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The Most Interesting Thing Each Contender At The PGA Championship Had To Say

LOUISVILLE — There are a bunch of world-class golfers with a chance to win a major championship tomorrow. That's the long and short of it. Everything else, just details. 

Eight players are within three shots of the lead at Valhalla, which is playing remarkably easy this week. Xander Schauffele has held the 18-, 36- and now the 54-hole lead, but he's been caught and shares his position with Collin Morikawa. One shot back is Sahith Theegala, and there are three players a shot further back at -13: Shane Lowry, who shot a major championship record-tying 62; Viktor Hovland, who's back with the coach he worked with last year, when he played the best golf of his life; and Bryson DeChambeau, who chipped in for an electric eagle at the par-5 18th. 

Each of these players has their own little mantras in their head, sayings they fall back on to try to simplify this highly complicated sport. They often speak in little soundbites. Saturday afternoon was one of those days. Here are the most interesting tidbits from the contenders. 

Xander Schauffele, on what winning a major would mean: "It would mean a lot. At the end of the day, it's just a result. Winning a tournament is just a result. All I can focus on are good golf shots and striking good putts. At the end of the day, wherever the cards fall, they fall."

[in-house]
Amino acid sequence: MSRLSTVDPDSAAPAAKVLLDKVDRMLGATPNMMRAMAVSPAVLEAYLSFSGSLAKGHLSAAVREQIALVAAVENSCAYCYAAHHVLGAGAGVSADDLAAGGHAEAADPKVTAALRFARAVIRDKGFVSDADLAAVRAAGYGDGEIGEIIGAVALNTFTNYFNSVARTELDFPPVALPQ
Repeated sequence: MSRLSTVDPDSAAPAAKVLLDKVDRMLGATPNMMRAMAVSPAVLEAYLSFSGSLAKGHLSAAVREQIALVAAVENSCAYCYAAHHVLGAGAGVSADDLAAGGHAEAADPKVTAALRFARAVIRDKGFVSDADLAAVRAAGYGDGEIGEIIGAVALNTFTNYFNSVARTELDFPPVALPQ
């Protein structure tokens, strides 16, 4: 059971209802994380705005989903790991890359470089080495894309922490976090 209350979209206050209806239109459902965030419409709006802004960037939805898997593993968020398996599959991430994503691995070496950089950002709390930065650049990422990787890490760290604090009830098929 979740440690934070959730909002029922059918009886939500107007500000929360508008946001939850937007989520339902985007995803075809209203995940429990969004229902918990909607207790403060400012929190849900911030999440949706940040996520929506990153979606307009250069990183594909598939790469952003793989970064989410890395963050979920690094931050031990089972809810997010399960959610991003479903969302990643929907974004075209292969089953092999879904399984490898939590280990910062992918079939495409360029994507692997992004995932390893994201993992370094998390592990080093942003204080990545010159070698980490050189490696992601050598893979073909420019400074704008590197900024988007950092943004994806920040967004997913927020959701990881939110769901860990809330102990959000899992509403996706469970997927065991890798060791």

Collin Morikawa, on how he'll approach tomorrow differently than the Masters final round: "I think looking back at a month ago at Augusta, I felt sharp in everything, but I feel like I could have had a little bit of self-talk before I went out on that first tee and really just not got ahead of myself. Not that I did, but two holes really cost me back there."

Viktor Hovland, on not losing confidence despite recent struggles: "I never doubted my abilities. It was just kind of my machinery was not working very well. But as soon as I get the machine kind of somewhere on track, I can play. Like there's nothing wrong with me mentally or -- like I never doubted I couldn't play golf anymore. It's just like the technique was not good enough to compete. But now we're moving in the right direction."

Shane Lowry, on his off-week rounds of golf: "I remember having a chance one day (to shoot 59). I don't normally go out and keep scores. But if I get on a run, you sort of think, I'm actually doing all right here."

Bryson DeChambeau, on who knows what: "Well, the speeds at I guess my level or Jake Knapp's or a few other bombers out there have not really been tested. If we are all being honest, if everybody is being honest, it's not truly been tested on a robot, nor can it be. And then FEA models only go so far; so it's kind of a journey. FEA is finite element analysis -- or finite element modeling -- element analysis modeling, sorry. It's only as good as the inputs you give it, and it's just a model in the computer. There's not enough information known right now, but I'm willing to go down that path and figure it out."